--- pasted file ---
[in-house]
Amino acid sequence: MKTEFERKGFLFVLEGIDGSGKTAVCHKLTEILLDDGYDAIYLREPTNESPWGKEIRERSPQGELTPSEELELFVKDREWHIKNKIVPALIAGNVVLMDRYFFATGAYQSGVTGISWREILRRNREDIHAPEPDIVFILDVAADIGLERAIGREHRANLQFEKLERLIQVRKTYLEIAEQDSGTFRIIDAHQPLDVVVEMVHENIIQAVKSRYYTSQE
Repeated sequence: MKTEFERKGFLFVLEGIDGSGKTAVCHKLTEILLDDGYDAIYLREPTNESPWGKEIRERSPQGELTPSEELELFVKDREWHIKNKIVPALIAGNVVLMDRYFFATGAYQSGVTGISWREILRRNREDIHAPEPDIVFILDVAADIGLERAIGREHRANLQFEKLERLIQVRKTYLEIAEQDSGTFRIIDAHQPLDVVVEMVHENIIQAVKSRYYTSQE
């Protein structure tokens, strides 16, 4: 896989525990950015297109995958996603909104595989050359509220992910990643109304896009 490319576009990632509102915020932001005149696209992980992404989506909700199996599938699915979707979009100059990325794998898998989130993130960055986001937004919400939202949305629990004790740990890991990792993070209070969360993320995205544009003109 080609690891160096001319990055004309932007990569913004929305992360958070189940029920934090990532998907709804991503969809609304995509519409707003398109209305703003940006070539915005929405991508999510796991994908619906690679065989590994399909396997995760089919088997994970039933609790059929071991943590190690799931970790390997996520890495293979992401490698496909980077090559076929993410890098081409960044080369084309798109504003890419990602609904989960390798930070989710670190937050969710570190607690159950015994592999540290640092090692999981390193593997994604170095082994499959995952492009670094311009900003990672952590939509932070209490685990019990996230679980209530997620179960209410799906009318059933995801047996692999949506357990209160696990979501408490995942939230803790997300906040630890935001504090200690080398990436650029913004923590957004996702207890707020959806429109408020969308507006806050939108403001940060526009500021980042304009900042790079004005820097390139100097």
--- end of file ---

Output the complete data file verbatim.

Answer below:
[in-house]
Amino acid sequence: MKTEFERKGFLFVLEGIDGSGKTAVCHKLTEILLDDGYDAIYLREPTNESPWGKEIRERSPQGELTPSEELELFVKDREWHIKNKIVPALIAGNVVLMDRYFFATGAYQSGVTGISWREILRRNREDIHAPEPDIVFILDVAADIGLERAIGREHRANLQFEKLERLIQVRKTYLEIAEQDSGTFRIIDAHQPLDVVVEMVHENIIQAVKSRYYTSQE
Repeated sequence: MKTEFERKGFLFVLEGIDGSGKTAVCHKLTEILLDDGYDAIYLREPTNESPWGKEIRERSPQGELTPSEELELFVKDREWHIKNKIVPALIAGNVVLMDRYFFATGAYQSGVTGISWREILRRNREDIHAPEPDIVFILDVAADIGLERAIGREHRANLQFEKLERLIQVRKTYLEIAEQDSGTFRIIDAHQPLDVVVEMVHENIIQAVKSRYYTSQE
């Protein structure tokens, strides 16, 4: 896989525990950015297109995958996603909104595989050359509220992910990643109304896009 490319576009990632509102915020932001005149696209992980992404989506909700199996599938699915979707979009100059990325794998898998989130993130960055986001937004919400939202949305629990004790740990890991990792993070209070969360993320995205544009003109 080609690891160096001319990055004309932007990569913004929305992360958070189940029920934090990532998907709804991503969809609304995509519409707003398109209305703003940006070539915005929405991508999510796991994908619906690679065989590994399909396997995760089919088997994970039933609790059929071991943590190690799931970790390997996520890495293979992401490698496909980077090559076929993410890098081409960044080369084309798109504003890419990602609904989960390798930070989710670190937050969710570190607690159950015994592999540290640092090692999981390193593997994604170095082994499959995952492009670094311009900003990672952590939509932070209490685990019990996230679980209530997620179960209410799906009318059933995801047996692999949506357990209160696990979501408490995942939230803790997300906040630890935001504090200690080398990436650029913004923590957004996702207890707020959806429109408020969308507006806050939108403001940060526009500021980042304009900042790079004005820097390139100097």